- Architecture & development
The luxury exuded by the huge villas of the biggest stars in Los Angeles often seems like a far cry from what you are used to. Yet, if you look closely enough, you can also discover beautiful Belgian-made designs. For instance, we'd like to take you to the foot of the Santa Monica Mountains where 1055 Stradella, a fully customised high-end home, exudes Belgian glory in its interiors.
To create the most beautiful designs, it is often smart to join forces. That principle was also applied when the magnificent concept of 1055 Stradella was created. International and award-winning studios Saota Architects from South Africa, Los Angeles-based architect-builder David Maman and Belgian architectural studio Dieter Vander Velpen Architects pulled out all the stops to take the entire design to the highest level. The dazzling interior was realised by Dieter Vander Velpen's Antwerp studio. Through a symbiosis of wood, natural stone and bronze, they succeeded in making the entire interior appear an unseen splendour. The harmonious unit exhibits a refined, warm whole in which function and aesthetics merge effortlessly. In this way, for example, the round arches dazzle you with their splendour and at the same time take you into a new area of the building. The exploration of the interior begins immediately in the hall: the warm, intimate atmosphere is achieved by the dark-stained oak ceiling while the walls draw you into the living area. There, you can choose to follow the travertine tiles to the terrace with pool or enjoy the stunning view over the LA mountains. Room-high windows connect every room of the first floor, allowing you to enjoy stunning sea views in the living, dining, family room and kitchen. The heart of the house, the kitchen, exudes power with its striking island that beckons invitingly for extensive aperitifs. The bronze extractor hood looks like a gleaming spotlight that draws even more attention to the natural stone kitchen island. Besides the breathtaking living space, the first floor also makes room for a kitchen and bathroom for the house staff, a cloakroom, an office space and a bar, among other things.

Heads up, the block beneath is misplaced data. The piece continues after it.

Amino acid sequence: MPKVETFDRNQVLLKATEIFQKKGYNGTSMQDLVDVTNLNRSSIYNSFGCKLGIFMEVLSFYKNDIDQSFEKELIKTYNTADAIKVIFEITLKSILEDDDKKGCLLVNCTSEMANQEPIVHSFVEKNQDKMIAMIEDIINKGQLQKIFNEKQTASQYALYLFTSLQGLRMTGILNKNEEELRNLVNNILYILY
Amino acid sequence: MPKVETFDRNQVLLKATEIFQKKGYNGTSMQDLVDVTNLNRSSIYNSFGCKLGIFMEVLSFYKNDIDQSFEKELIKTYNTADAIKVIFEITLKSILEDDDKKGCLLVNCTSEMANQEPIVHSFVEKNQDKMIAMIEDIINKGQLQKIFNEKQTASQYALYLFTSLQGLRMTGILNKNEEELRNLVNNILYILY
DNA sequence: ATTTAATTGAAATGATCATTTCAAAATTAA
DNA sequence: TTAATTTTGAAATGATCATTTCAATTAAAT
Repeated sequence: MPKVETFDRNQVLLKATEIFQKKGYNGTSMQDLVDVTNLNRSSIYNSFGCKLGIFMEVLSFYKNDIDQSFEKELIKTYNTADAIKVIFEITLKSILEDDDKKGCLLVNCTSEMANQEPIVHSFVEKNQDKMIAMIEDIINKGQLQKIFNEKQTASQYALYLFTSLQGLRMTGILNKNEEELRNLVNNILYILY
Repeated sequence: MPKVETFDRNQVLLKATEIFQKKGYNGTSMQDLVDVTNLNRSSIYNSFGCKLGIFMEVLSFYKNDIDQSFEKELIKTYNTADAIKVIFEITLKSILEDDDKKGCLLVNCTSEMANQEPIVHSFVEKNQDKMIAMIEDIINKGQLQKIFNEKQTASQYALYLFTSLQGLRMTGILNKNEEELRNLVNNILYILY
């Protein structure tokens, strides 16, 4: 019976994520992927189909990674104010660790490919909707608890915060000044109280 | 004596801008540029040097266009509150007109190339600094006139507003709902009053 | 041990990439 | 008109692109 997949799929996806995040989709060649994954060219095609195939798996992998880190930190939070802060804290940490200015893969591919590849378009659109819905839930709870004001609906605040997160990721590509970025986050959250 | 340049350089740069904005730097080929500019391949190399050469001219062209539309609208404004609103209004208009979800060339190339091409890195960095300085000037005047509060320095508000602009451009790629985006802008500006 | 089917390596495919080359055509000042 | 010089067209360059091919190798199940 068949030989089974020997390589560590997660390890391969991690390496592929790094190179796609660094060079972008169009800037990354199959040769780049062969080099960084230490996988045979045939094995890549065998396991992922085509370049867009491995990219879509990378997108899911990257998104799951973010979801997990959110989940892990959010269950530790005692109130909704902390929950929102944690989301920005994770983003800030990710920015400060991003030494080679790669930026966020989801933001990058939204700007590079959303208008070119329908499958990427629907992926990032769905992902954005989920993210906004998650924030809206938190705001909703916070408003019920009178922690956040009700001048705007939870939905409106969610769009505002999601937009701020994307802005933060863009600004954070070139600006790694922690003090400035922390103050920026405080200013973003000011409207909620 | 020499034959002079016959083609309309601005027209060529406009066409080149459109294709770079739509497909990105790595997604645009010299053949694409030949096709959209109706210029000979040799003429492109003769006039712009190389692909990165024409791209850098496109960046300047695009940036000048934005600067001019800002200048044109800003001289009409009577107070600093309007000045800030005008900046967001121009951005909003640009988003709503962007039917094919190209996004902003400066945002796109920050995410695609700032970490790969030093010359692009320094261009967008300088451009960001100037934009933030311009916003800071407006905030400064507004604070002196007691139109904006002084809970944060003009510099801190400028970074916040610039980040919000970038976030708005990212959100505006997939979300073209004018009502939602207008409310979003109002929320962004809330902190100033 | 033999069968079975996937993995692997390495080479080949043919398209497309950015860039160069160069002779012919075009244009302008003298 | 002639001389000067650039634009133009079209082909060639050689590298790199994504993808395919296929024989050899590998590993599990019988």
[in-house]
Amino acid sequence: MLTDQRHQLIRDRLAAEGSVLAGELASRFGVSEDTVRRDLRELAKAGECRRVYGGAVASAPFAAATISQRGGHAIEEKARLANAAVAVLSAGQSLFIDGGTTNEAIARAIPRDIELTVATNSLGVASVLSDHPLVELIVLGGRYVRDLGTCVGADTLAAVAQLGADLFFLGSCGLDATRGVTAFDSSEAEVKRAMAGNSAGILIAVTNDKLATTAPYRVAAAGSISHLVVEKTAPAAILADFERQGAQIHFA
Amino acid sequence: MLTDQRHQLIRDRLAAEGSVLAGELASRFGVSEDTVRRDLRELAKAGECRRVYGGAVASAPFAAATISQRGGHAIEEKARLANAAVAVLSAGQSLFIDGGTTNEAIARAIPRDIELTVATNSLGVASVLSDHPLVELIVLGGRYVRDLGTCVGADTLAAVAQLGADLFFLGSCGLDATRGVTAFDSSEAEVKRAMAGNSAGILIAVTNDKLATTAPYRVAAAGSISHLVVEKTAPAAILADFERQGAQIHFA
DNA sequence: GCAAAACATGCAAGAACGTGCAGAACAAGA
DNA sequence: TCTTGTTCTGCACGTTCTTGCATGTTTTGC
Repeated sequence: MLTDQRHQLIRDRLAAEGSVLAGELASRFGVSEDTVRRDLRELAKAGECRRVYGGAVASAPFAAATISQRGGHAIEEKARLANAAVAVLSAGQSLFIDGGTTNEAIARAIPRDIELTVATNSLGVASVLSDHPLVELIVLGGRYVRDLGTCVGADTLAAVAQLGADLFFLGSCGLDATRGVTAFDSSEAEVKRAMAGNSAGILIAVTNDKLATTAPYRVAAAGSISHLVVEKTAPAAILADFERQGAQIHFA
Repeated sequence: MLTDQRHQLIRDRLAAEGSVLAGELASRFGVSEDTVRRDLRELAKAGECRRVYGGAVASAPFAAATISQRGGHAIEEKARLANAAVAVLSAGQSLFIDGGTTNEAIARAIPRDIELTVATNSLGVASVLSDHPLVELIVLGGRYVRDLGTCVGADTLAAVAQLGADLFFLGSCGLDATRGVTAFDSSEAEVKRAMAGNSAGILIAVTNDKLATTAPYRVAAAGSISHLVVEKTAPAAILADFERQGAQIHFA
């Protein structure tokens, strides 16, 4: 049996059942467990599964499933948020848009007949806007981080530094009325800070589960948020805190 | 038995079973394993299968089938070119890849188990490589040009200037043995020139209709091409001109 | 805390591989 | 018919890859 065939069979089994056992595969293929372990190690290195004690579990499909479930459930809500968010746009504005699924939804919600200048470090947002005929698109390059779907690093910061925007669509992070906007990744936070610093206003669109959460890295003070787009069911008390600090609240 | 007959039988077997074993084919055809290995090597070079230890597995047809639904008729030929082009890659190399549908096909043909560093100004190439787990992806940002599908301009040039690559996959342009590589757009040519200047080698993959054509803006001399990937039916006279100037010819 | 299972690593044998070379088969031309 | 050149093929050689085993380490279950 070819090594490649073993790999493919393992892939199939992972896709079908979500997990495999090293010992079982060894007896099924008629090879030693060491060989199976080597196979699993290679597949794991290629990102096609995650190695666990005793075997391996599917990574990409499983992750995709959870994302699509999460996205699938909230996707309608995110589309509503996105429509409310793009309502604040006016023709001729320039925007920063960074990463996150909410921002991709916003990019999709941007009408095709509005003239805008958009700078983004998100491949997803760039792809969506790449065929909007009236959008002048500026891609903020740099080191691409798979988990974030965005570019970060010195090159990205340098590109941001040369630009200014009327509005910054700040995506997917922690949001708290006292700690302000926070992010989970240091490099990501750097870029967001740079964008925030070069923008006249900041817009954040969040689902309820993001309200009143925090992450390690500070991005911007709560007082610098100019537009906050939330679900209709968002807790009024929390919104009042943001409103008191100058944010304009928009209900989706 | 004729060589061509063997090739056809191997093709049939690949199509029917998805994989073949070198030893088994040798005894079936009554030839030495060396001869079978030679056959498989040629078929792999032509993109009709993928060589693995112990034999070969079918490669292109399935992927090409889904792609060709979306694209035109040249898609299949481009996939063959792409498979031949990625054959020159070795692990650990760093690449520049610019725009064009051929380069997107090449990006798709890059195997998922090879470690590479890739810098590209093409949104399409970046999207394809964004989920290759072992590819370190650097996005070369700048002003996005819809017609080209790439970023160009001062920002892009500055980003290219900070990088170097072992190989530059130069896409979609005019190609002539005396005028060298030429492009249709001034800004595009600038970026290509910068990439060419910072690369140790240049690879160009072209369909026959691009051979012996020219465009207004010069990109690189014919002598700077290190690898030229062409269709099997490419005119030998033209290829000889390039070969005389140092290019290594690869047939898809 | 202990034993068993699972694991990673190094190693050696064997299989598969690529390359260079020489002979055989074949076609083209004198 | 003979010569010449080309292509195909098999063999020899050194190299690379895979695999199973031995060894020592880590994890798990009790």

The endless luxury that extends as far as the horizon you look at from these rooms
The breathtaking floating oak staircase with stone wall to the hand of Pierre de Varennes seamlessly merges the upper floors. Arriving on the second floor, you can admire the magnificent primary suite: a cocoon in which the occupant can feel completely safe and totally de-connect from the busy world. The master bedroom, together with the en-suite bathroom, forms a heavenly place due to the endless luxury that extends as far as the horizon you look at from these rooms. Yet a follow-up room on the top floor offers the ultimate in luxury; the primary bathroom features a true showstopper: the hand-carved circular bathtub carved in Italy from a full block of marble shines in its unity. Further into the suite, you can also find a space dressing room, for him and for her. Besides this abundance of splendour, three more bedrooms with ensuite bathrooms, a lounge and a roof terrace nestle in this floor. Descending two floors along the magnificent staircase, you come across a glass wine cellar on your right, equipped with bronze frames, to stock the finest bottles at the right temperature. Through the wine cabinet, you'll emerge into the versatile entertainment room that houses a bar with seating area and a home cinema. Still not able to relax enough? No problem, you can still head to your very own spa resort where a sauna with steam room awaits you. Finally, you can also park your various cars on the ground floor in the spacious garage. Feeling like staying in this villa? Then we would take our best shot at having a chat with the architects at Dieter Vander Velpen Architects. Want to get enchanted by more impressive projects and inspiring architecture? Be sure to follow us on Instagram on the account Imagicasa Architecture. On this page, we will share unique realisations, promising designs and innovative ideas daily.
Photography by Patricia Goijens